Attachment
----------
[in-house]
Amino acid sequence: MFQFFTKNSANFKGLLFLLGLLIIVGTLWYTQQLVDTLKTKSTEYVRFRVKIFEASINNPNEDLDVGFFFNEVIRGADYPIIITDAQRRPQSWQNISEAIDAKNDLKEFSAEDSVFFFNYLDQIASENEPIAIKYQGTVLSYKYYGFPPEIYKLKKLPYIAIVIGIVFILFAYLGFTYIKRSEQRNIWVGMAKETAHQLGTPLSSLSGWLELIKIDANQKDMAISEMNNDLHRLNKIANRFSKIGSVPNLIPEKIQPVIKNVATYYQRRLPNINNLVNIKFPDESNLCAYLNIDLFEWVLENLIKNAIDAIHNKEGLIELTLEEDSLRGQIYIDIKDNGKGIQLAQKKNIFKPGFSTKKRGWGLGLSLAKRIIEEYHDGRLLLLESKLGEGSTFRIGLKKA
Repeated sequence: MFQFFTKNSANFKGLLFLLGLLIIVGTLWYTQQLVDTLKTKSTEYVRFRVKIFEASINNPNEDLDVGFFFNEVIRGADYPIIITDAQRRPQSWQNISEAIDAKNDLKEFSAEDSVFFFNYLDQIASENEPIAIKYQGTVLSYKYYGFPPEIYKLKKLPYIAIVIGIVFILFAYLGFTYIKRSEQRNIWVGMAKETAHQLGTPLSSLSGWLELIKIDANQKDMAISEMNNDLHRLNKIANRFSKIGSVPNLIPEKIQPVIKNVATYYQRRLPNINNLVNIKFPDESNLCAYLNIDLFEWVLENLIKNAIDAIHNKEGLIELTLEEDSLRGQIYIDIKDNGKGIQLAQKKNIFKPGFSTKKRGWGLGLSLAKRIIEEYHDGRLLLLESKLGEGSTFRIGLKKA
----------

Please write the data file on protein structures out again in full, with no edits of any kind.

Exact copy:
[in-house]
Amino acid sequence: MFQFFTKNSANFKGLLFLLGLLIIVGTLWYTQQLVDTLKTKSTEYVRFRVKIFEASINNPNEDLDVGFFFNEVIRGADYPIIITDAQRRPQSWQNISEAIDAKNDLKEFSAEDSVFFFNYLDQIASENEPIAIKYQGTVLSYKYYGFPPEIYKLKKLPYIAIVIGIVFILFAYLGFTYIKRSEQRNIWVGMAKETAHQLGTPLSSLSGWLELIKIDANQKDMAISEMNNDLHRLNKIANRFSKIGSVPNLIPEKIQPVIKNVATYYQRRLPNINNLVNIKFPDESNLCAYLNIDLFEWVLENLIKNAIDAIHNKEGLIELTLEEDSLRGQIYIDIKDNGKGIQLAQKKNIFKPGFSTKKRGWGLGLSLAKRIIEEYHDGRLLLLESKLGEGSTFRIGLKKA
Repeated sequence: MFQFFTKNSANFKGLLFLLGLLIIVGTLWYTQQLVDTLKTKSTEYVRFRVKIFEASINNPNEDLDVGFFFNEVIRGADYPIIITDAQRRPQSWQNISEAIDAKNDLKEFSAEDSVFFFNYLDQIASENEPIAIKYQGTVLSYKYYGFPPEIYKLKKLPYIAIVIGIVFILFAYLGFTYIKRSEQRNIWVGMAKETAHQLGTPLSSLSGWLELIKIDANQKDMAISEMNNDLHRLNKIANRFSKIGSVPNLIPEKIQPVIKNVATYYQRRLPNINNLVNIKFPDESNLCAYLNIDLFEWVLENLIKNAIDAIHNKEGLIELTLEEDSLRGQIYIDIKDNGKGIQLAQKKNIFKPGFSTKKRGWGLGLSLAKRIIEEYHDGRLLLLESKLGEGSTFRIGLKKA